And even though that love was long gone, she went back to the clearing they’d claimed as their own all those years ago. She’d packed a blanket—not the same one they’d used back then—a bottle of wine, some home-fried chicken, her grandma’s special coleslaw and a big slab of chocolate cake. At the last minute she’d added her boom box and a couple of her favorite CDs. This would be her last chance to listen to music that didn’t include reindeers or silver bells, angels or Santa Claus.
She drove out to the woods and parked in her usual spot, her black panel van with the Very Merry Christmas logo on its side fitting perfectly under the overhanging leaves. And no, it really hadn’t been a good idea to buy a black work vehicle in a city where the average temperature rarely dropped below seventy, but PJ couldn’t bear the thought of driving a white van. Bad enough that she had to have the Christmas tree and star painted on the side of it. Bad enough that she spent all year driving around with her store’s name on the side of her black van. And even worse that she couldn’t afford both the work van and a kickass car to drive on the rare occasions when she wasn’t at work.
She pulled her backpack from behind the seat and slung it over her shoulders, hurried around to the rear doors and pulled out the picnic basket she’d filled with enough food and wine and music for an entire day.
If she wanted to, if twelve hours wasn’t long enough, she could stay out overnight and just go straight to work in the morning. The blanket she’d brought would probably keep her warm enough, especially after she’d finished the bottle of wine she had in the basket.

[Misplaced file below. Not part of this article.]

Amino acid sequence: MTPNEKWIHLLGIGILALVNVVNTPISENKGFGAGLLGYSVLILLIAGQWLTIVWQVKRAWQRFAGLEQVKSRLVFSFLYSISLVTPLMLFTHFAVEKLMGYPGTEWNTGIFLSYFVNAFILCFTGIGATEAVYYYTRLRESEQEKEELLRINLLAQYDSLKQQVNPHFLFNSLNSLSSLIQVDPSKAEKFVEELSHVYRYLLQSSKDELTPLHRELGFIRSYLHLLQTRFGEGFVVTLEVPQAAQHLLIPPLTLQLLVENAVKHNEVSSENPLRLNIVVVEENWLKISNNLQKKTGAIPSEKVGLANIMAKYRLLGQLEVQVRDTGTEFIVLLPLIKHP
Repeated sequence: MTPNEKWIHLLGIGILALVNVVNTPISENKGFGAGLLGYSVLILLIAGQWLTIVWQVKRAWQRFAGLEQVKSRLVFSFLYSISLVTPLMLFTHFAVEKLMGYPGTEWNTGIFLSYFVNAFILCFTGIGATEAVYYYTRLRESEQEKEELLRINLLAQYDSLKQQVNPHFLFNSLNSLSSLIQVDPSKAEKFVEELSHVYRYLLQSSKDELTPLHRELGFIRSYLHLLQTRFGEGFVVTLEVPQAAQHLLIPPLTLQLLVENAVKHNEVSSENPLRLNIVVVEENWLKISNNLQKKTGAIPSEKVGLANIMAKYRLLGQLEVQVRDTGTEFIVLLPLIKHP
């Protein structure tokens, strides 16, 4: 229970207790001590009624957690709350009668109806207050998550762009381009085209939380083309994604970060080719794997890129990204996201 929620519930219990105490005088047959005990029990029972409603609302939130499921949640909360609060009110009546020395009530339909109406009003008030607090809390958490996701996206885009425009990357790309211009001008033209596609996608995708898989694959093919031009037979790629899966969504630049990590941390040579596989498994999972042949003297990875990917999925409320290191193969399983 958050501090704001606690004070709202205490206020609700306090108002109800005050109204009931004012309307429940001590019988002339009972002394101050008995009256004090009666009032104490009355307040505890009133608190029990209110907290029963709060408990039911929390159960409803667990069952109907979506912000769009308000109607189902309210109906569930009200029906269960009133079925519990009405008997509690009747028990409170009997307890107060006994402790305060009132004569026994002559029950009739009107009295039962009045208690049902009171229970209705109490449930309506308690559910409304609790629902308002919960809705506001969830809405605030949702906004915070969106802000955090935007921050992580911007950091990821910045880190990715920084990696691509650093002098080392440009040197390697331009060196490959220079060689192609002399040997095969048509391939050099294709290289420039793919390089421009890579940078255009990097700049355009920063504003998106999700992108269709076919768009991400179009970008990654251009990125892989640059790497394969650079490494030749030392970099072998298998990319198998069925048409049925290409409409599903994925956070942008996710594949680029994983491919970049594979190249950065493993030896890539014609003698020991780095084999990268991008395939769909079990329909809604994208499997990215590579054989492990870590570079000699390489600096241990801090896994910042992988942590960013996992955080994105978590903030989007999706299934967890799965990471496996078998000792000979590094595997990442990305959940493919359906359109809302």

It was a short hike, a short beautiful hike, through the trees to her clearing. The light breeze rustled through the leaves and carried the scent of the river with it. The heat was tempered by its fall through the woods and turned into a perfectly comfortable warmth by the time it hit PJ’s back.
PJ stopped and took a deep breath, the scent taking her back to the days before she’d become a shop owner, to when she’d had plenty of time to hike her woods and plenty of days to just relax.
This is a great idea and long overdue, PJ admonished herself. She would, once the store was sold, schedule a day off every single week to do whatever she wanted to do.
Spend it in her clearing. Get a facial. Or a manicure. Or a haircut. Drive somewhere away. Anywhere away. PJ loved River City, she truly did, but she knew every single person and every single person knew her. They knew her family and her friends and her staff. They knew how well she’d done in school, who she’d dated and why they broke up. They gossiped about why she was still unmarried. They tried to set her up with nephews and newcomers and old-timers alike, but PJ had a policy. No going on blind dates. Not ever. Not anymore.
She’d had way too many bad experiences with blind dates, which would have been okay, but her friends and family always had something to say about why they didn’t work, and the why always came down to one thing. PJ. She wasn’t relaxed enough. She wasn’t social enough. She wasn’t trying hard enough. She wasn’t sweet enough. Well, today there were no blind dates on the horizon, no family or friends to get up in her face, nothing but this clearing, this lovely soft moss, PJ and her music, her food and her drink. She was going to kick back, relax and try to inhale enough mellow to get her through the holidays without killing someone.